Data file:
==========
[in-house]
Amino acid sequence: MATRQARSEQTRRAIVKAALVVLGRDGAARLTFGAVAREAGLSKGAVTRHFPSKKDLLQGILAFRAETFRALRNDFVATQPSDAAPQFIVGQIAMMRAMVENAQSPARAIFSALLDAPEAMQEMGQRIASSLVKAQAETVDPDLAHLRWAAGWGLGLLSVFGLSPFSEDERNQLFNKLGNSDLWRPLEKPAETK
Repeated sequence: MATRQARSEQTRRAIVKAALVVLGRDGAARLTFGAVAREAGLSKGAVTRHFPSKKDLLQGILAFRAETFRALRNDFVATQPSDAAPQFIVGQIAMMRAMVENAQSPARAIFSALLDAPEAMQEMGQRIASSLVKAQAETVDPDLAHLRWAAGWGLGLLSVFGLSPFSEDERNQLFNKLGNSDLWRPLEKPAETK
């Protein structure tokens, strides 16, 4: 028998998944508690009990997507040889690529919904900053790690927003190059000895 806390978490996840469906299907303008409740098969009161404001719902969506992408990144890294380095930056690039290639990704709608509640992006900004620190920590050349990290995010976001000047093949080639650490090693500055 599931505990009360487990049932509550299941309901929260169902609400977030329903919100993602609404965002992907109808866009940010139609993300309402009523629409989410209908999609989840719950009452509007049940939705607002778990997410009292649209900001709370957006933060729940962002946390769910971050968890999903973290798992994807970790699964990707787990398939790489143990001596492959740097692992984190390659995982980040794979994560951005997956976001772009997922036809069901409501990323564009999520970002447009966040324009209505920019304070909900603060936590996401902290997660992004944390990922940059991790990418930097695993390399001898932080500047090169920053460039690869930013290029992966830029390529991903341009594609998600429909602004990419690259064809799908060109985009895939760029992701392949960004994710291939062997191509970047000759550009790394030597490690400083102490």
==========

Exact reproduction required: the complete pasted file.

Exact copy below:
[in-house]
Amino acid sequence: MATRQARSEQTRRAIVKAALVVLGRDGAARLTFGAVAREAGLSKGAVTRHFPSKKDLLQGILAFRAETFRALRNDFVATQPSDAAPQFIVGQIAMMRAMVENAQSPARAIFSALLDAPEAMQEMGQRIASSLVKAQAETVDPDLAHLRWAAGWGLGLLSVFGLSPFSEDERNQLFNKLGNSDLWRPLEKPAETK
Repeated sequence: MATRQARSEQTRRAIVKAALVVLGRDGAARLTFGAVAREAGLSKGAVTRHFPSKKDLLQGILAFRAETFRALRNDFVATQPSDAAPQFIVGQIAMMRAMVENAQSPARAIFSALLDAPEAMQEMGQRIASSLVKAQAETVDPDLAHLRWAAGWGLGLLSVFGLSPFSEDERNQLFNKLGNSDLWRPLEKPAETK
């Protein structure tokens, strides 16, 4: 028998998944508690009990997507040889690529919904900053790690927003190059000895 806390978490996840469906299907303008409740098969009161404001719902969506992408990144890294380095930056690039290639990704709608509640992006900004620190920590050349990290995010976001000047093949080639650490090693500055 599931505990009360487990049932509550299941309901929260169902609400977030329903919100993602609404965002992907109808866009940010139609993300309402009523629409989410209908999609989840719950009452509007049940939705607002778990997410009292649209900001709370957006933060729940962002946390769910971050968890999903973290798992994807970790699964990707787990398939790489143990001596492959740097692992984190390659995982980040794979994560951005997956976001772009997922036809069901409501990323564009999520970002447009966040324009209505920019304070909900603060936590996401902290997660992004944390990922940059991790990418930097695993390399001898932080500047090169920053460039690869930013290029992966830029390529991903341009594609998600429909602004990419690259064809799908060109985009895939760029992701392949960004994710291939062997191509970047000759550009790394030597490690400083102490």